10 Common Signs of Stomach Cancer

Stomach cancer, also referred to as gastric cancer, affects over one million people each year around the world. While stomach cancer typically targets people older than 55, stomach cancer can occur in people at any age.

The symptoms of stomach cancer typically start off slow and worsen with time, making it important to catch it early. Signs and symptoms of this disease can include…

1. Stomach Pain

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As you may have guessed, stomach cancer and stomach pain often go hand-in-hand. When a build-up of cancerous cells takes over your stomach lining, a tumour is eventually formed. This tumour often causes a full, swollen feeling, or in rarer cases, a sharp and stabbing pain.

While this symptom isn’t an early sign of stomach cancer, it’s certainly one that shouldn’t be ignored. That being said, make an appointment with your doctor if you experience noticeable stomach pain that doesn’t seem to go away.

The next symptom is one of the earliest signs of stomach cancer…

2. Bloating After Eating

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While stomach cancer typically goes undetected for years before warranting diagnostic testing, bloating is one of the earliest symptoms associated with the disease. Patients usually bloat with this type of cancer because of the amount of fluid that builds up in the abdomen over time.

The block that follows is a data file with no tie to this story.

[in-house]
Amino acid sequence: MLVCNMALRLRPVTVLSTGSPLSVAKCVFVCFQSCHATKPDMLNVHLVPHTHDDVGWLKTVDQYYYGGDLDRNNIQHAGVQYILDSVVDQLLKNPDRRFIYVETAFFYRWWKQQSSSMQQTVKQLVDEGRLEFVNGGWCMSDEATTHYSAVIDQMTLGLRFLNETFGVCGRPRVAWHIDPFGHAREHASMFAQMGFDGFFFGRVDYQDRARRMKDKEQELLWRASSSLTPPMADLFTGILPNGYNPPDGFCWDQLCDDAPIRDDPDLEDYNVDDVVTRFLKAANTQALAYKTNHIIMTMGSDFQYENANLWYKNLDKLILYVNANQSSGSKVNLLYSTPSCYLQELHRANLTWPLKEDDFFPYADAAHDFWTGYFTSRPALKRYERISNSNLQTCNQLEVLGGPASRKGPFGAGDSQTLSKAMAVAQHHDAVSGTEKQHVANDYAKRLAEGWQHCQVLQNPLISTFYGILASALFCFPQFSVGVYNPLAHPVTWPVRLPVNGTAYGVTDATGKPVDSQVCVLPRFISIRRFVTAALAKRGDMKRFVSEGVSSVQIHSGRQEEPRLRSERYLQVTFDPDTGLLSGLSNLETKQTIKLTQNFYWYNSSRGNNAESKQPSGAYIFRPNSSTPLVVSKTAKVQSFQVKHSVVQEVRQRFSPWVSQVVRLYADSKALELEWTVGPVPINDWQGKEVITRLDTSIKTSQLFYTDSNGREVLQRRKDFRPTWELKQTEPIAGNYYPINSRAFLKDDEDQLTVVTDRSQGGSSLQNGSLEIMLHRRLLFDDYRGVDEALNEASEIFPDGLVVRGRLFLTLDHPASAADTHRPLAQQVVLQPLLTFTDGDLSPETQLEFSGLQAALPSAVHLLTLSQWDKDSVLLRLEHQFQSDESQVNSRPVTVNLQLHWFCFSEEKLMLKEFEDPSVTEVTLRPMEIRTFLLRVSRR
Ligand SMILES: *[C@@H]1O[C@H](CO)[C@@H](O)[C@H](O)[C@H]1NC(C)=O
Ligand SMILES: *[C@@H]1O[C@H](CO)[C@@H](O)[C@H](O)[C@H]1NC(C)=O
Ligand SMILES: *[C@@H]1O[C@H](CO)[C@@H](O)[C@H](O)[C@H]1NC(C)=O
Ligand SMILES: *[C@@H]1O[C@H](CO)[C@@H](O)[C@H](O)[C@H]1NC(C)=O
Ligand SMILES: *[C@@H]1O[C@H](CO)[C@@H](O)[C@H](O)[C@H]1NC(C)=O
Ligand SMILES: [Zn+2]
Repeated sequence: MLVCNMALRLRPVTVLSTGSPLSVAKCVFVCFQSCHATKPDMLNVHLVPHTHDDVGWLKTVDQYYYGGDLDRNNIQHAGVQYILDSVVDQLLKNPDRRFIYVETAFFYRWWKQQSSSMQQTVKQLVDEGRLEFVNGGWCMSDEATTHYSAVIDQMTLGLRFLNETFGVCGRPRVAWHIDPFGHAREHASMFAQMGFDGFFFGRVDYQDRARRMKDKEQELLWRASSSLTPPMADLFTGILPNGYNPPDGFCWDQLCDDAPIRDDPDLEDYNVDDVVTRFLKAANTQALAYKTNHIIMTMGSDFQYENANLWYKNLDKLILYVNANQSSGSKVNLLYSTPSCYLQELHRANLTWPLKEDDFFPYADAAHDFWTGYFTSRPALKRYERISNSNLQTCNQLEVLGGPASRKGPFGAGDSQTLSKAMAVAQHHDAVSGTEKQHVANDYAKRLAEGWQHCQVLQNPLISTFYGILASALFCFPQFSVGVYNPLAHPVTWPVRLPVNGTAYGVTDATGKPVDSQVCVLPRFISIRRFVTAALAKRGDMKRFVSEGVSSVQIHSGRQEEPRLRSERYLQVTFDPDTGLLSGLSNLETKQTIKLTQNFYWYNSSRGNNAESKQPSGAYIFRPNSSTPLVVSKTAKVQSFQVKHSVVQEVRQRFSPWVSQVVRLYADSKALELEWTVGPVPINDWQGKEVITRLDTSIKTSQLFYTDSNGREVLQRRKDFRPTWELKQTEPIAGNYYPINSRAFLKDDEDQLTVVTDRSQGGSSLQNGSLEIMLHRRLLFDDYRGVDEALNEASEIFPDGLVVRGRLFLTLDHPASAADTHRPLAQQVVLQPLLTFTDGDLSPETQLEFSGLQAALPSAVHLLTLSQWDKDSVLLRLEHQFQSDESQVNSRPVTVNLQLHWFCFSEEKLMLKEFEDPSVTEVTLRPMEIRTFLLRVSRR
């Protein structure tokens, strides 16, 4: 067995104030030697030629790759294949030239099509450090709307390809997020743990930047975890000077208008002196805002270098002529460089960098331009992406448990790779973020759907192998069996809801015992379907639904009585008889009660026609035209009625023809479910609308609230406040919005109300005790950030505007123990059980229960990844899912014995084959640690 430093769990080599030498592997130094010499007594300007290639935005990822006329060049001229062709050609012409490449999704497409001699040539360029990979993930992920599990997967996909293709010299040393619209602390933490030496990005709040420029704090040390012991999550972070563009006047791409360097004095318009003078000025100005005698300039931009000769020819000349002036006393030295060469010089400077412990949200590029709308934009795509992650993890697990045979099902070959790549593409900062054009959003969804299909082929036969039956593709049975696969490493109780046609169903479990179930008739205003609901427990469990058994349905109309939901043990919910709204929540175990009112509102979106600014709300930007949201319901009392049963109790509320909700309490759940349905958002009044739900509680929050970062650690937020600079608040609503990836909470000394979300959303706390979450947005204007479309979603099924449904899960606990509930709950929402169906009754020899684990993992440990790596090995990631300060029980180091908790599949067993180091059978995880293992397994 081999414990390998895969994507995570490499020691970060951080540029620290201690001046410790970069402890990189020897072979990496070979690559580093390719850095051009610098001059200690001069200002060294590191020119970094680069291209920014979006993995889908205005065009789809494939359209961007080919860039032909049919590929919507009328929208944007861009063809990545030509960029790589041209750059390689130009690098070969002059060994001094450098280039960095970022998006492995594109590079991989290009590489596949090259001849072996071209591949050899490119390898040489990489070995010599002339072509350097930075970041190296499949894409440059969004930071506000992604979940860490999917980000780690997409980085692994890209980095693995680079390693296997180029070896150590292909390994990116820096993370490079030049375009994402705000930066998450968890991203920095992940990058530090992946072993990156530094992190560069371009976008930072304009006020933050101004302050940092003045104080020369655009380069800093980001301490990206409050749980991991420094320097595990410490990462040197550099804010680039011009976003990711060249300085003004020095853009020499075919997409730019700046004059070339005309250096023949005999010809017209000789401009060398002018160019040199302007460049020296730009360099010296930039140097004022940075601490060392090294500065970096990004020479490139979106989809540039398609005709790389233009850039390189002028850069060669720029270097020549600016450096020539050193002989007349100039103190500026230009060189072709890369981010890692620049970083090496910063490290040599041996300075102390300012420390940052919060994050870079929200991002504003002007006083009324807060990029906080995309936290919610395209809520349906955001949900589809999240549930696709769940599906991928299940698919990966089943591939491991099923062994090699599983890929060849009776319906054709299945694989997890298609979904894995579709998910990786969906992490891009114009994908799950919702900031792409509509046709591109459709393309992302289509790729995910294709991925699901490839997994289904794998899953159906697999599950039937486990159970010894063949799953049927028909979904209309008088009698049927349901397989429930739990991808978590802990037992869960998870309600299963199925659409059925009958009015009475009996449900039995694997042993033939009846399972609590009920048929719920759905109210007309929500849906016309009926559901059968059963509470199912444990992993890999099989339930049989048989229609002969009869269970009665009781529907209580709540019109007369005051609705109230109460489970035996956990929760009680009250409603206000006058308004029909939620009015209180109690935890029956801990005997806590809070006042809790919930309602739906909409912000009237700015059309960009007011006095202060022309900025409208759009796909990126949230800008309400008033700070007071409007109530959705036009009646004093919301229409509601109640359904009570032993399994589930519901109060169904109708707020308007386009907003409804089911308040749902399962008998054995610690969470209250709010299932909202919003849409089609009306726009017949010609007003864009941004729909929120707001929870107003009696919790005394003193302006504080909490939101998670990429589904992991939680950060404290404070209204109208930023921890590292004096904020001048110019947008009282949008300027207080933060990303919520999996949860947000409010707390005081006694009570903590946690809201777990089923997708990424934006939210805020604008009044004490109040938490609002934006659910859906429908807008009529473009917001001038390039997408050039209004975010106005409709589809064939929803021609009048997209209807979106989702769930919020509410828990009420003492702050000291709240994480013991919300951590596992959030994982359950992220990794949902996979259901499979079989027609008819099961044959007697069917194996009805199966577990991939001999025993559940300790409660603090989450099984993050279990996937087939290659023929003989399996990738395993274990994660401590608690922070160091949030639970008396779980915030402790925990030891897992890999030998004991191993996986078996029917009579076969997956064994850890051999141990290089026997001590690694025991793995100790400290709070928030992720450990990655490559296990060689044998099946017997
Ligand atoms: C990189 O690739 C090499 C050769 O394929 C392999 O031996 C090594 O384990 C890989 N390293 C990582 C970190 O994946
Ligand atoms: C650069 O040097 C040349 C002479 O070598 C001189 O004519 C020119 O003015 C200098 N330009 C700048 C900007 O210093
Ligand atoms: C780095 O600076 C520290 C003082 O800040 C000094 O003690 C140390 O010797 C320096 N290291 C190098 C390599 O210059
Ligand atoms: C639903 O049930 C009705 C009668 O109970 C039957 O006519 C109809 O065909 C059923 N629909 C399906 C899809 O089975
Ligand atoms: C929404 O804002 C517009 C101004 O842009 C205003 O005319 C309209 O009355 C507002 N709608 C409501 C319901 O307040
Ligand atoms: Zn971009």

Another early symptom of stomach cancer can make eating a difficult task…

3. Difficulty Swallowing

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More often than not, stomach cancer patients experience difficulty swallowing, also called dysphagia. This can happen before, during, or after treatment, and is caused by the location of the tumor in the stomach.

With stomach cancer, it can take longer to chew and swallow, coughing or choking can occur while eating or drinking, and food may stick in your mouth or throat like a ball.

Since eating is often a less enjoyable process with stomach cancer, this can lead to unintentional weight loss…

4. Unintentional Weight Loss

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No matter the type of cancer, patients typically experience unintentional weight loss due to anxiety, depression, difficulty swallowing, or a loss of appetite. If you notice a drastic change in your diet or your weight, visit your doctor, as this is a sign of an underlying illness.

This next symptom is something you may be able to detect early…

5. Blood in Stool

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While stomach cancer is one of the less common causes of blood in stool, it is something you should take seriously. Blood in the stool can be caused by anal fissures, hemorrhoids, and many other issues, making it important to seek immediate medical attention.

This next symptom is common among all types of cancer patients…

6. Nausea

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Nausea can be linked to numerous causes, one of them being stomach cancer. Nausea is typically linked to the side effects of cancer treatment, but it can be an early sign that links to cancer. A tumor in some part of the bowel, for instance, could lead to nausea.

The next symptom is typically a result of nausea…

7. Vomiting